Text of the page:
When Travel Becomes Escapism

Travel is an absolutely beautiful thing. It provides a necessary escape from the daily grind, allows you to see a world completely alien to your own, and to get away from everything you know. It’s a truly euphoric sensation and people travel frequently, with good reason.

I wholeheartedly encourage everyone in the world to travel as much as possible, no matter what reason or what circumstances. It’s so important that we become educated on what’s around us. Even better, it even has quite a few mental health benefits! Travel’s significantly reduced my anxiety and brought me out of a depressive stage or two. 

But, with any seemingly perfect and healthy escape, it can turn ugly. When your trips become compulsive, addictive, and you become dependent on them to solve your problems, is when the line crosses and travel becomes escapism.

I’m writing this post because I’ve had a pretty bad week, plain and simple. One thing that made this week less than ideal was the fact that I don’t like what I’m studying at university at all, and it’s super hard to switch. This is fancy talk for the ever-famous *~student existential crisis!~* As I was lying in bed reflecting on my future trying not to freak out, I just kept saying to myself, “thank God I’m going out of town this week.” Sounds harmless right?

While this sentence, in the right context, is completely okay, in my situation I was looking forward to heading overseas to escape the millionth existential crisis I’ve had in university. After I uttered those ten words seemingly out of desperation, I had to take a step back and reflect. With the world at my pedestal, do I travel out of the pure love of it? Or do I travel excessively to escape whatever brooding thoughts swarmed my brain? Perhaps, in the context of this specific week, a little bit of both, and it’s completely natural for people to want to escape whatever negativity they’re surrounded by. But when people rely on this escapism to completely deny their current situation is where anything, or in this case, travel, stops becoming beneficial and starts becoming harmful.

This isn’t the first time I’ve felt this way, though. I remember after my Japan trip, the urge to return became way stronger (like that was even possible) whenever I felt vulnerable or lonely. I felt like if I just escaped to  my little wonderland, to my dream spot, everything would be okay. But that’s simply not the case. Everyone needs to escape, and sometimes just getting out of town is something you need to feel rejuvenated, I know I do. I’m looking forward to this trip not to escape any sort of existential dread (anymore!), but because uni is tiring me and I just need a quick refresh.

The urge to travel always hits you most when you’re down, and that’s okay. What matters though, is how you handle it. Are you going to impulse-book something as a means of self-medicating? Or are you going to handle it in a more sufficient (and hell of a lot cheaper) manner? Lemme tell you, after the third or fourth escape trip, the positive effects wane and it won’t be fun anymore; you’ll just have this negative cloud hovering over you as you wonder why your depression trip to LA lacks the usual travel magic. Sometimes you just need it to escape and reflect or start over. But if you come back, these issues persist, and you get in a cycle, is when this becomes problematic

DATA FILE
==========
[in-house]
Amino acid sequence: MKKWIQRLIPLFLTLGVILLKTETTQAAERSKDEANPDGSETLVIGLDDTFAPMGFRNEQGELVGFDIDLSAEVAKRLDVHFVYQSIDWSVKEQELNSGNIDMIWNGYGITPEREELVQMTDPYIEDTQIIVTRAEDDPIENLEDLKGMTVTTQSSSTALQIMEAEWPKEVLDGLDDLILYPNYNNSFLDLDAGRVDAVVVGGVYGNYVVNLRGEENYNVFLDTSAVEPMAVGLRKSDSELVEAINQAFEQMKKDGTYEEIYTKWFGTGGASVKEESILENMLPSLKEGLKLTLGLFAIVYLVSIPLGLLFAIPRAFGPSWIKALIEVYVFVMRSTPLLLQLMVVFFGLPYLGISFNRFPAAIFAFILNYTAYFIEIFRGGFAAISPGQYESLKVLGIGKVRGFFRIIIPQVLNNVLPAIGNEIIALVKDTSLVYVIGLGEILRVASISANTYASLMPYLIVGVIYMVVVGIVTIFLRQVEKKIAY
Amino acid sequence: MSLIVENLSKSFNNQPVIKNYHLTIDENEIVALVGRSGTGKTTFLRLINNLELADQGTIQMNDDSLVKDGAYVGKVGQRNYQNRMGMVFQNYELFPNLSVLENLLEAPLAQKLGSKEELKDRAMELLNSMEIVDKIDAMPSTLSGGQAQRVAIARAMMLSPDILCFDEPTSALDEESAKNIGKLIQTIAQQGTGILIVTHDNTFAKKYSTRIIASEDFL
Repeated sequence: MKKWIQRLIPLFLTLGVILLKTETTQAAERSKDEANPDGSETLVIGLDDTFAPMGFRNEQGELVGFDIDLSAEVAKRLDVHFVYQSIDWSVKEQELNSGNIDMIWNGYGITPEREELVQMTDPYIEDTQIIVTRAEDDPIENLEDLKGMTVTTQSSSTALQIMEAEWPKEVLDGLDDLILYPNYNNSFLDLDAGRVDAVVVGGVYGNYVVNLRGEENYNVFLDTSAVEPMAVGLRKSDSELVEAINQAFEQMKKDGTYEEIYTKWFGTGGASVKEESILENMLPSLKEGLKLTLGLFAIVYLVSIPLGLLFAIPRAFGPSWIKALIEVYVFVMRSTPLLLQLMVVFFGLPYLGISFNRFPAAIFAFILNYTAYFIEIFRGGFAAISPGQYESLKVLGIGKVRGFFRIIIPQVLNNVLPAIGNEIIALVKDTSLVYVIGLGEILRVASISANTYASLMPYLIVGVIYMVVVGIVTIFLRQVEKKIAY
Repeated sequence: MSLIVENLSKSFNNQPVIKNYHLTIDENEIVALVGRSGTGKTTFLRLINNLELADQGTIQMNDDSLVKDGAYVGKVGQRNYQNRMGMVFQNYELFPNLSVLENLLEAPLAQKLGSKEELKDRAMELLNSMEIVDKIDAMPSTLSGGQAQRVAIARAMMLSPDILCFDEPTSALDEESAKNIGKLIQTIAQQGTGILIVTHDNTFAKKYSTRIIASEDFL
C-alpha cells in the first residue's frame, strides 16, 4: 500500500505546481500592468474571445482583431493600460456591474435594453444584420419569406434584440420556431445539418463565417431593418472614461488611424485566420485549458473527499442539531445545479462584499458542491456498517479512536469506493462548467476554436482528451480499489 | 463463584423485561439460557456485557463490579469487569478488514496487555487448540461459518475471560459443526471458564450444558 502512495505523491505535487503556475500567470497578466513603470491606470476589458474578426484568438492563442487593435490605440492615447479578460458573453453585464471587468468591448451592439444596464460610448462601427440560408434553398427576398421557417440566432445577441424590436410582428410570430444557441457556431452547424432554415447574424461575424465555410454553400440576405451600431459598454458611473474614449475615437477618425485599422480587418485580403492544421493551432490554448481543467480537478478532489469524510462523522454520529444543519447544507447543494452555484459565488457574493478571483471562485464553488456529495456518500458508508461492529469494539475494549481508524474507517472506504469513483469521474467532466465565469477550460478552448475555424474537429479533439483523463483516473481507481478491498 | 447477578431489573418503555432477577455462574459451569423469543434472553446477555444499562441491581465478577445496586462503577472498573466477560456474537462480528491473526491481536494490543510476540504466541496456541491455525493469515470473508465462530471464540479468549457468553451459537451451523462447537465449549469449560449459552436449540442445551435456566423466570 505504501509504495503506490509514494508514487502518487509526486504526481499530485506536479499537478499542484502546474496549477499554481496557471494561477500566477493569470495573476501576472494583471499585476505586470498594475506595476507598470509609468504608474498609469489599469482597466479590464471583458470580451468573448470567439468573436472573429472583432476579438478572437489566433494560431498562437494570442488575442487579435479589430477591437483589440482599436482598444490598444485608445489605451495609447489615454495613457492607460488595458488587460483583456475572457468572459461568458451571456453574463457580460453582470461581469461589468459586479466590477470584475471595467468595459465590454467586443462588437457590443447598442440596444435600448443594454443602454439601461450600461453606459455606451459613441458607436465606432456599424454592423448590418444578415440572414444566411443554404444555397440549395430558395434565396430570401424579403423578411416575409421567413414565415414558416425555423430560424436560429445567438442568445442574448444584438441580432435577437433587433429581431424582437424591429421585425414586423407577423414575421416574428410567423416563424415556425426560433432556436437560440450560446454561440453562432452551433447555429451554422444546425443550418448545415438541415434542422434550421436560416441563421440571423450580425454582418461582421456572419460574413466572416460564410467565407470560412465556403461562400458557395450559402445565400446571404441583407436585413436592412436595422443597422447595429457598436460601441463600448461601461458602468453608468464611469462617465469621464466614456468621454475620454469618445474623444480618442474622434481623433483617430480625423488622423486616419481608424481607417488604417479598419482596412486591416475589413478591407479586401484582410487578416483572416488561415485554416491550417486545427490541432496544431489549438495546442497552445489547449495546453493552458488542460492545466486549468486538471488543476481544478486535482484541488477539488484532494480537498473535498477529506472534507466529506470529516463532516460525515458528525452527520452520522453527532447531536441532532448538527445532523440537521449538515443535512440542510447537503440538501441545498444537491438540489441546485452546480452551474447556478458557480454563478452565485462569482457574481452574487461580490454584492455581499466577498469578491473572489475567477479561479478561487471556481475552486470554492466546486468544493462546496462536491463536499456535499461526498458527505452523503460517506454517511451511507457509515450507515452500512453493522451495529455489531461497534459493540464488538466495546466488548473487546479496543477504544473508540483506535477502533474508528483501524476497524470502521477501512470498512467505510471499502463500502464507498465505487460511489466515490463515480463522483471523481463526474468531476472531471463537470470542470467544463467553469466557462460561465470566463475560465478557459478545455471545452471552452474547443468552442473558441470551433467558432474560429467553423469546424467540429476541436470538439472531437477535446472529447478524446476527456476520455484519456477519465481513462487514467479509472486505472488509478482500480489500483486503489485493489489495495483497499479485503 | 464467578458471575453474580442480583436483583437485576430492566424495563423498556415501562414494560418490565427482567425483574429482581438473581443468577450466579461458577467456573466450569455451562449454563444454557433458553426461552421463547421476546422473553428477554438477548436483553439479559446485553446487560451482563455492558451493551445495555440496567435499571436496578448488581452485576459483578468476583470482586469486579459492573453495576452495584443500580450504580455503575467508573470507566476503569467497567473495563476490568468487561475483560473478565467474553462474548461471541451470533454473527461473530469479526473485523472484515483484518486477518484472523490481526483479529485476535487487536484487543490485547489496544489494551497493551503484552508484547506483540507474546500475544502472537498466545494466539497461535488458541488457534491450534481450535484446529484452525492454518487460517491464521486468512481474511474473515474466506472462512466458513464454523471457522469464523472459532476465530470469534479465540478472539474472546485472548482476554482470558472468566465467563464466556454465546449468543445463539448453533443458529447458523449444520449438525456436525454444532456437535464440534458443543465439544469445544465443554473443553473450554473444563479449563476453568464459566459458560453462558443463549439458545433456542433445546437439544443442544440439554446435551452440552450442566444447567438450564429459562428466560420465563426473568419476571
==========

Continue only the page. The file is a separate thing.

I don’t think I travel out of escapism. I don’t, and will never believe that travel will solve all my problems. If I’m going somewhere after a rough week, it’s often an afterthought. Before I even knew what an existential crisis was, I’ve longed to see the seas and become a vagabond of this physical earth. However, now that I’m older, I’ve become both a wanderer of the world and my mind, constantly searching for my purpose on this planet. It’s so, so, so important to balance the two.

I also write this post because  I’ve fallen victim to the “grass is greener on the other side” narrative when moving quite a few times, and I’m working on it. But I want you, the readers, to know that travel is eye-opening. Traveling should be glorified. But, it shouldn’t be idolised. Just as there’s a time to travel, there’s a time to stay put. Surprisingly, staying put can be just as beneficial as travel, because it forces you to deal with your issues head-on. It’s like procrastinating an essay (which I’m doing right now). You can push it back and push it back, but whatever you’re going through isn’t going to go away unless you tackle it head-on. And when you do, you’ll be so much stronger, so much wiser, and you’ll be happy that you didn’t buy a flight (or whatever your vice is) out of a panic attack to try and escape. And best of all, when you travel again after it all, the magic will come back stronger than ever.



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Comments (2)

  • GiGi Eats 2 years ago Reply

    I absolutely adore travel too. It’s a wonderful way to expand your horizons and learn new things but also, if you travel with a companion, you learn new things about them too because there is something about being outside of your comfort zone that makes you see a different side of someone else. You know what else travel does?! It tends to either make you appreciate your home far more than you do upon return, orrrrrr it could do the exact opposite and make you hate it and want to move, haha! For me, as much as I adore travel, I tend to get VERY HAPPY when I go home, because home is truly where the heart is for me.

    Elijah Rodriguez 2 years ago Reply

    I definitely agree about it making me appreciate home! I just got home a few hours ago after 2 weeks in Southeast Asia (hence my late reply) and as much as I adored it, I was definitely ready to come home. 🙂

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